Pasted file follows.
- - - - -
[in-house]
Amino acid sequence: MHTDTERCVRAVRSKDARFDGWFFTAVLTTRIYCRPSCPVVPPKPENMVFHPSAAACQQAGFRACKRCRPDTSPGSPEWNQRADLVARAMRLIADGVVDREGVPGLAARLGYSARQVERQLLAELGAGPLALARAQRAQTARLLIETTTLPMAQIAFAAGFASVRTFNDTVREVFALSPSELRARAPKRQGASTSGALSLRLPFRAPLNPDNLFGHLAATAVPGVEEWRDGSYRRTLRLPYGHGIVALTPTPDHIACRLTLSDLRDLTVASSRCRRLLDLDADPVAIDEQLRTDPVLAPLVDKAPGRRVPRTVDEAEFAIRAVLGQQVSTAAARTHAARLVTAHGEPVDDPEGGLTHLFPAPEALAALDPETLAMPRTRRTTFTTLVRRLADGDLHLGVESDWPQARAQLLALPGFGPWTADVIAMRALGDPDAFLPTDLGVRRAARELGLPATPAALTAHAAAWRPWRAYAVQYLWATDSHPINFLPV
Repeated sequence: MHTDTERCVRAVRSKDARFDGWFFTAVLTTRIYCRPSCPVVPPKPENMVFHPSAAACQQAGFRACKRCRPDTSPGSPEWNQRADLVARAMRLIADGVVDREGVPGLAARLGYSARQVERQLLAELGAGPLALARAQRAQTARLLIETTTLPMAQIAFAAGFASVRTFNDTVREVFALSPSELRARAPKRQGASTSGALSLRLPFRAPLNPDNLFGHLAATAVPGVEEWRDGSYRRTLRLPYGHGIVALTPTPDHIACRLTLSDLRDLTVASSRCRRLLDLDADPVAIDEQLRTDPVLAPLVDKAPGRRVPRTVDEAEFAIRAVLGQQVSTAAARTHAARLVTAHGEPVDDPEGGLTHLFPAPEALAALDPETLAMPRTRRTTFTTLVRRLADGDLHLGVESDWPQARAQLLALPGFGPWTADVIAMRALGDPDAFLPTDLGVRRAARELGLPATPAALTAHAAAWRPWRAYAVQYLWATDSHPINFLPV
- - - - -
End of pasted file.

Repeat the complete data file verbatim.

[in-house]
Amino acid sequence: MHTDTERCVRAVRSKDARFDGWFFTAVLTTRIYCRPSCPVVPPKPENMVFHPSAAACQQAGFRACKRCRPDTSPGSPEWNQRADLVARAMRLIADGVVDREGVPGLAARLGYSARQVERQLLAELGAGPLALARAQRAQTARLLIETTTLPMAQIAFAAGFASVRTFNDTVREVFALSPSELRARAPKRQGASTSGALSLRLPFRAPLNPDNLFGHLAATAVPGVEEWRDGSYRRTLRLPYGHGIVALTPTPDHIACRLTLSDLRDLTVASSRCRRLLDLDADPVAIDEQLRTDPVLAPLVDKAPGRRVPRTVDEAEFAIRAVLGQQVSTAAARTHAARLVTAHGEPVDDPEGGLTHLFPAPEALAALDPETLAMPRTRRTTFTTLVRRLADGDLHLGVESDWPQARAQLLALPGFGPWTADVIAMRALGDPDAFLPTDLGVRRAARELGLPATPAALTAHAAAWRPWRAYAVQYLWATDSHPINFLPV
Repeated sequence: MHTDTERCVRAVRSKDARFDGWFFTAVLTTRIYCRPSCPVVPPKPENMVFHPSAAACQQAGFRACKRCRPDTSPGSPEWNQRADLVARAMRLIADGVVDREGVPGLAARLGYSARQVERQLLAELGAGPLALARAQRAQTARLLIETTTLPMAQIAFAAGFASVRTFNDTVREVFALSPSELRARAPKRQGASTSGALSLRLPFRAPLNPDNLFGHLAATAVPGVEEWRDGSYRRTLRLPYGHGIVALTPTPDHIACRLTLSDLRDLTVASSRCRRLLDLDADPVAIDEQLRTDPVLAPLVDKAPGRRVPRTVDEAEFAIRAVLGQQVSTAAARTHAARLVTAHGEPVDDPEGGLTHLFPAPEALAALDPETLAMPRTRRTTFTTLVRRLADGDLHLGVESDWPQARAQLLALPGFGPWTADVIAMRALGDPDAFLPTDLGVRRAARELGLPATPAALTAHAAAWRPWRAYAVQYLWATDSHPINFLPV